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Caribbean Islands

 
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Caribbean Islands

Foreign Relations

Britain continued to handle the external affairs of all three territories. Relations with neighboring islands were generally good, although Anguilla remained wary of St. Kitts and Nevis.

The three territories belonged to various international and regional associations. The British Virgin Islands belonged to the Commonwealth of Nations and the CDB and was an associate member of the Organisation of Eastern Caribbean States (OECS--see Glossary). Anguilla also was a member of the Commonwealth, the Caribbean Association of Industry and Commerce, the Eastern Caribbean Central Bank (ECCB), and the Civil Aviation Authority. Some other islands had objected to Anguilla's joining the ECCB, alleging that the free market in United States dollars that existed on Anguilla was a major contributor to foreign exchange leakage from the region using the Eastern Caribbean dollar, the common currency used by OECS members as well as Anguilla and Monteserrat. Anguilla's attempt in 1984 to join the OECS was rejected. Montserrat belonged to the ECCB, as well as the Commonwealth, the International Conference of Free Trade Unions, the Caribbean Association of Industry and Commerce, the Caribbean Community and Common Market (Caricom--see Appendix C), the UN Economic Council for Latin America, and the CDB. It was also a full member of the OECS.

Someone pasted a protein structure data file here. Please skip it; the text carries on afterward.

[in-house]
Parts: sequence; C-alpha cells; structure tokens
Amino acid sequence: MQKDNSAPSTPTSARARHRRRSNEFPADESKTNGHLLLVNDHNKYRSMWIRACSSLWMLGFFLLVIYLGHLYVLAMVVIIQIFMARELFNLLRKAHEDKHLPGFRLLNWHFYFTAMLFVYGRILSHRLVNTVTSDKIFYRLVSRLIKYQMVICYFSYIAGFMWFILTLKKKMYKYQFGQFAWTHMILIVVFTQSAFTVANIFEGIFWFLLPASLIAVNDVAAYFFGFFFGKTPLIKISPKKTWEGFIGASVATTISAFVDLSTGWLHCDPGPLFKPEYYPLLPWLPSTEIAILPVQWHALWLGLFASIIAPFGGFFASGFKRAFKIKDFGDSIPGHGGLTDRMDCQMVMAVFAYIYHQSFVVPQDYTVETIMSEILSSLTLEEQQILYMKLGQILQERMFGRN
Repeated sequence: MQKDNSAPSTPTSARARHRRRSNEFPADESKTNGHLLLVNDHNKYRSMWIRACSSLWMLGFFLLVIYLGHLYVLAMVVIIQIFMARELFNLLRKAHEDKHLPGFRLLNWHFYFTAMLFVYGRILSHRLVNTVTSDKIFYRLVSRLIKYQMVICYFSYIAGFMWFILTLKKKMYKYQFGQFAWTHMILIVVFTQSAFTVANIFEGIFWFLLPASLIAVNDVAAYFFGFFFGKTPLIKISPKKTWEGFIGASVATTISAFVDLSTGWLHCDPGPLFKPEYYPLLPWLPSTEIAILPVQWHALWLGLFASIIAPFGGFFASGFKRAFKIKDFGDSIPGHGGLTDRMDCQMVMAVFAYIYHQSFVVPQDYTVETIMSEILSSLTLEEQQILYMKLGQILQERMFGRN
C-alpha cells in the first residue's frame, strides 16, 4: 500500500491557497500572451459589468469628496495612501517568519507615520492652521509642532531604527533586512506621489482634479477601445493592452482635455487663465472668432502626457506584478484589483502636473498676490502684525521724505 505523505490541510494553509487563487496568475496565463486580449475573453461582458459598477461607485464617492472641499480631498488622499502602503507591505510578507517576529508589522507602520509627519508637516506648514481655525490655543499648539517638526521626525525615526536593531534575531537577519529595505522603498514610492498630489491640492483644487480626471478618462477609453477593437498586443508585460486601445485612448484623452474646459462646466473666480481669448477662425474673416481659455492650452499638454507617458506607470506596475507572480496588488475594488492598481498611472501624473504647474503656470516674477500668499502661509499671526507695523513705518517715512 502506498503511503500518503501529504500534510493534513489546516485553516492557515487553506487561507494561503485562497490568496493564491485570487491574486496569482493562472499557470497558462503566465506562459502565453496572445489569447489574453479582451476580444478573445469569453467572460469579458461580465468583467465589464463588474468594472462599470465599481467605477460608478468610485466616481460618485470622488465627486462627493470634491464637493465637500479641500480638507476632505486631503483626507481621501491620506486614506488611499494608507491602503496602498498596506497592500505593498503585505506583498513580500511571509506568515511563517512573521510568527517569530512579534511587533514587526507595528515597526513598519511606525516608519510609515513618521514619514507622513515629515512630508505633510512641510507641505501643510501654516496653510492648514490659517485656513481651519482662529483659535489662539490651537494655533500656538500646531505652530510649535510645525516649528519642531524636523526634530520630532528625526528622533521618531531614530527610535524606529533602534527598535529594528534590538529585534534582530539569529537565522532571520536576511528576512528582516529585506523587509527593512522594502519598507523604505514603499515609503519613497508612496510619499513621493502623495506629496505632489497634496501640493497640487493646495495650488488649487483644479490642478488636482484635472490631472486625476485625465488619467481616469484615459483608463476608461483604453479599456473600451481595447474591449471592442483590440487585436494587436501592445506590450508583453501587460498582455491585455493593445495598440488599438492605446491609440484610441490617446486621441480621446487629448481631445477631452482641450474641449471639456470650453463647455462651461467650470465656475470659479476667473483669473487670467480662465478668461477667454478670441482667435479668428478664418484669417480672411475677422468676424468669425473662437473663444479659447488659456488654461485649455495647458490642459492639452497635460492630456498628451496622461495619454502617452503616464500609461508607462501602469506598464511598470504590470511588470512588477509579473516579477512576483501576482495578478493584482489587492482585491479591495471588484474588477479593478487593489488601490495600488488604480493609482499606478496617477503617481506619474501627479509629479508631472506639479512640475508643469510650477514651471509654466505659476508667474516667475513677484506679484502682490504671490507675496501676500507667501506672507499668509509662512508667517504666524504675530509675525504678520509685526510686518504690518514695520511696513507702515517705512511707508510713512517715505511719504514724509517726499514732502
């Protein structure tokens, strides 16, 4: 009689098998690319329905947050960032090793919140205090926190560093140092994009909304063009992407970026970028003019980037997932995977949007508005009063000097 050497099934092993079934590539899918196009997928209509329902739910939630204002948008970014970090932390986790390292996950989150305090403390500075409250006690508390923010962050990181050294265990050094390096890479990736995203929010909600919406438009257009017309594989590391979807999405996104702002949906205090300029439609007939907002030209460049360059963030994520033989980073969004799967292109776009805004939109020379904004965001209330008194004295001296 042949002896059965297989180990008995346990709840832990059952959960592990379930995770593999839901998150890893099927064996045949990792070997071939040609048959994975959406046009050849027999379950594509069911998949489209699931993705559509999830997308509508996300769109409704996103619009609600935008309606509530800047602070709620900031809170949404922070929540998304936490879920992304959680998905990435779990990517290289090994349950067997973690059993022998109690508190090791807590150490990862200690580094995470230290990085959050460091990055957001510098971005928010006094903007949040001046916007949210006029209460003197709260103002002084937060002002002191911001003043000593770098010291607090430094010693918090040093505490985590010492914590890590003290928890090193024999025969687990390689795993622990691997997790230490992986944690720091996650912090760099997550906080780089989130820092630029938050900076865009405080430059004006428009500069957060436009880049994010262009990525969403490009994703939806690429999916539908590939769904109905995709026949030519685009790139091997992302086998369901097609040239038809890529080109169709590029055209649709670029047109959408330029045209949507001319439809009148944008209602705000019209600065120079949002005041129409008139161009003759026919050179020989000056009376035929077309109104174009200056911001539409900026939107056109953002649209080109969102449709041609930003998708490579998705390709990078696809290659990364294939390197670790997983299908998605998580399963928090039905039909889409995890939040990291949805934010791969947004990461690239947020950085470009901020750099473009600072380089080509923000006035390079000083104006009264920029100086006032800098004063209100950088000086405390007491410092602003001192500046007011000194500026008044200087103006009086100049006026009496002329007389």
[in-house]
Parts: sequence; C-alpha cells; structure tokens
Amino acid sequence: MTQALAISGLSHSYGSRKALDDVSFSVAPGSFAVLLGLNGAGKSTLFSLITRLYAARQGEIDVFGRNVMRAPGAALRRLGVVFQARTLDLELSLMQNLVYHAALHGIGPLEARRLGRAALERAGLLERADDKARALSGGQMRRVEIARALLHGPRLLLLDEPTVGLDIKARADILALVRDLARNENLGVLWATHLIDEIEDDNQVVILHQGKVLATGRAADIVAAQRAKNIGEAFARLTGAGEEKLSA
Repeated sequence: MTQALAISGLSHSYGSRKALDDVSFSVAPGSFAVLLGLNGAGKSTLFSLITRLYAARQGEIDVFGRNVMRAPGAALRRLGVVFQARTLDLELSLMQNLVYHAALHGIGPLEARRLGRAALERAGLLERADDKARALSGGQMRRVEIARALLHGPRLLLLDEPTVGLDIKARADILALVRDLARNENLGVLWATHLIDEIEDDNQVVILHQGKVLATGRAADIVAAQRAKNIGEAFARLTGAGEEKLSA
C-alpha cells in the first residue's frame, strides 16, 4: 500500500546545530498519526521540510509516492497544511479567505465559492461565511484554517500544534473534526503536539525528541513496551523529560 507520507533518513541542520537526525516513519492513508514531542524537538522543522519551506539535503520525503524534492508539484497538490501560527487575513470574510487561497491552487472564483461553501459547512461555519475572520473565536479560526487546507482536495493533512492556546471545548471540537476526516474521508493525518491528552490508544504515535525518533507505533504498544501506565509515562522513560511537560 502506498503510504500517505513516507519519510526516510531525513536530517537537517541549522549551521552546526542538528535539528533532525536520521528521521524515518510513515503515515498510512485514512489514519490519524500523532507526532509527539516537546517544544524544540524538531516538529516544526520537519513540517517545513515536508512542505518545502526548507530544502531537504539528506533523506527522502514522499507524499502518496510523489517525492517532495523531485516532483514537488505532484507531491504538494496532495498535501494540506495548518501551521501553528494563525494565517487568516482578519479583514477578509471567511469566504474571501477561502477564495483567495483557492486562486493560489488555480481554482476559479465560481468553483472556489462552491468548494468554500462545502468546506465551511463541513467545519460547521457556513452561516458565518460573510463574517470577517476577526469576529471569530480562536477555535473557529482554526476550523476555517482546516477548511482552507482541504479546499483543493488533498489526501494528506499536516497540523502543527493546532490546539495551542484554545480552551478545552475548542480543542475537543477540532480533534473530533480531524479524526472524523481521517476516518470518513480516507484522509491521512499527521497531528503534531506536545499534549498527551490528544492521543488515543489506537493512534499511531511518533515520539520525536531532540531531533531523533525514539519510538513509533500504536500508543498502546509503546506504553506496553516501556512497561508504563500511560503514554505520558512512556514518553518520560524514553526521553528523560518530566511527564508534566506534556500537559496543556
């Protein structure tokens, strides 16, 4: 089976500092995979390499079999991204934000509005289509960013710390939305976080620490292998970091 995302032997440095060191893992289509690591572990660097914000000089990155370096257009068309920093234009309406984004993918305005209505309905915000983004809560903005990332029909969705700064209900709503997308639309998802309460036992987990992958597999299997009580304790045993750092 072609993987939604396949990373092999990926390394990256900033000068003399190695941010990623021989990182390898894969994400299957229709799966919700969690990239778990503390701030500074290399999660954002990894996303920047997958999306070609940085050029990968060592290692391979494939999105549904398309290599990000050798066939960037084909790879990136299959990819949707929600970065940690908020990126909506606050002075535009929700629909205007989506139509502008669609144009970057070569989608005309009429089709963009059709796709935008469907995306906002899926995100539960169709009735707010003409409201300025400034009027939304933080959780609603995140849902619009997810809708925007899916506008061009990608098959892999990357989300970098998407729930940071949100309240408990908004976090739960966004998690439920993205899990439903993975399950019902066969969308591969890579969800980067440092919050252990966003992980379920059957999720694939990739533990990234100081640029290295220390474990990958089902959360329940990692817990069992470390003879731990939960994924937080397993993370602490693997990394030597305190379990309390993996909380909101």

Data as of November 1987

Caribbean Islands - TABLE OF CONTENTS

  • BRITISH DEPENDENCIES: BRITISH VIRGIN ISLANDS, ANGUILLA, AND MONTSERRAT


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